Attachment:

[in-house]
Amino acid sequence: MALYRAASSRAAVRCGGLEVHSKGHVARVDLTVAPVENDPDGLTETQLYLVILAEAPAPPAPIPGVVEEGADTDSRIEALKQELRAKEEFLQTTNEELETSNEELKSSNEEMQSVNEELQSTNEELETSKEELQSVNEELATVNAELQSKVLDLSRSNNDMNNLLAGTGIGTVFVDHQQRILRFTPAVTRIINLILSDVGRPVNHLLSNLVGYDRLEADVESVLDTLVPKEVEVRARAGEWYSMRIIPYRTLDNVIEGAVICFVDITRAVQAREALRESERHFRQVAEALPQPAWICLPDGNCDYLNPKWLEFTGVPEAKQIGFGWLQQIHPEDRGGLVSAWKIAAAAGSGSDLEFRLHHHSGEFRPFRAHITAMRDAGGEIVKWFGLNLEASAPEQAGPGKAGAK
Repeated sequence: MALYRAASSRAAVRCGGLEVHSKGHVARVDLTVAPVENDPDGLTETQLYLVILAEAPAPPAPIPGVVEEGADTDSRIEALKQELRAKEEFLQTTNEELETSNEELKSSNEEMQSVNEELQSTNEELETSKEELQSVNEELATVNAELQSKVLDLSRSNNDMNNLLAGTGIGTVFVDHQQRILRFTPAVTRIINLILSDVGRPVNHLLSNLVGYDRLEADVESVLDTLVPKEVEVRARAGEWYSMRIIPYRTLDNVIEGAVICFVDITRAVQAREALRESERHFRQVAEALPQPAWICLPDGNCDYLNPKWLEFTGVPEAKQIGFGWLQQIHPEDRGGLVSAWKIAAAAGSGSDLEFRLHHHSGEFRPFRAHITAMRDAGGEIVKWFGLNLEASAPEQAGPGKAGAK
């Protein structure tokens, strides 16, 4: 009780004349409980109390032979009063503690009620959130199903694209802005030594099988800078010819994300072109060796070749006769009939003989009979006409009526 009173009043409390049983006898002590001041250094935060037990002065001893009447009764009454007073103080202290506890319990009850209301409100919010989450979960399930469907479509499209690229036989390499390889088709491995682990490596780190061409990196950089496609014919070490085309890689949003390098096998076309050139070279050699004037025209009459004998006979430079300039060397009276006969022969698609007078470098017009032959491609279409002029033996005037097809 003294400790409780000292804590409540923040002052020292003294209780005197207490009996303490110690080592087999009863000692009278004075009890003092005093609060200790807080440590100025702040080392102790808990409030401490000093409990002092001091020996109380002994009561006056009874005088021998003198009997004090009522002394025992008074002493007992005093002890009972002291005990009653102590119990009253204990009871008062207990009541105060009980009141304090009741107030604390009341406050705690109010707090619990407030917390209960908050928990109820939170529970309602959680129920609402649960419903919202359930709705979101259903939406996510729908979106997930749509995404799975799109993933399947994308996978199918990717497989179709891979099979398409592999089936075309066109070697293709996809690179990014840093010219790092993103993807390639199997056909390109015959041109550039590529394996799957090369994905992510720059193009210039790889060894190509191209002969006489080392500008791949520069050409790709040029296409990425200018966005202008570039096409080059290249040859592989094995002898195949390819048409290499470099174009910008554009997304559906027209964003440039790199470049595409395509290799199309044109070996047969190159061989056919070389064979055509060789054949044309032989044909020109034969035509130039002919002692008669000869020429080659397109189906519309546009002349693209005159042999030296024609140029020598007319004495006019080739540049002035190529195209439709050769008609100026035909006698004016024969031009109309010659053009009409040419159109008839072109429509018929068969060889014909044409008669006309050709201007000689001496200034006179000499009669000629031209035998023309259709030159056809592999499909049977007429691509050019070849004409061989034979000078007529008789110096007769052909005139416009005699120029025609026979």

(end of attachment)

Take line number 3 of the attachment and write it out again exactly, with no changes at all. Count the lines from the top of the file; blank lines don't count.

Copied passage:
Repeated sequence: MALYRAASSRAAVRCGGLEVHSKGHVARVDLTVAPVENDPDGLTETQLYLVILAEAPAPPAPIPGVVEEGADTDSRIEALKQELRAKEEFLQTTNEELETSNEELKSSNEEMQSVNEELQSTNEELETSKEELQSVNEELATVNAELQSKVLDLSRSNNDMNNLLAGTGIGTVFVDHQQRILRFTPAVTRIINLILSDVGRPVNHLLSNLVGYDRLEADVESVLDTLVPKEVEVRARAGEWYSMRIIPYRTLDNVIEGAVICFVDITRAVQAREALRESERHFRQVAEALPQPAWICLPDGNCDYLNPKWLEFTGVPEAKQIGFGWLQQIHPEDRGGLVSAWKIAAAAGSGSDLEFRLHHHSGEFRPFRAHITAMRDAGGEIVKWFGLNLEASAPEQAGPGKAGAK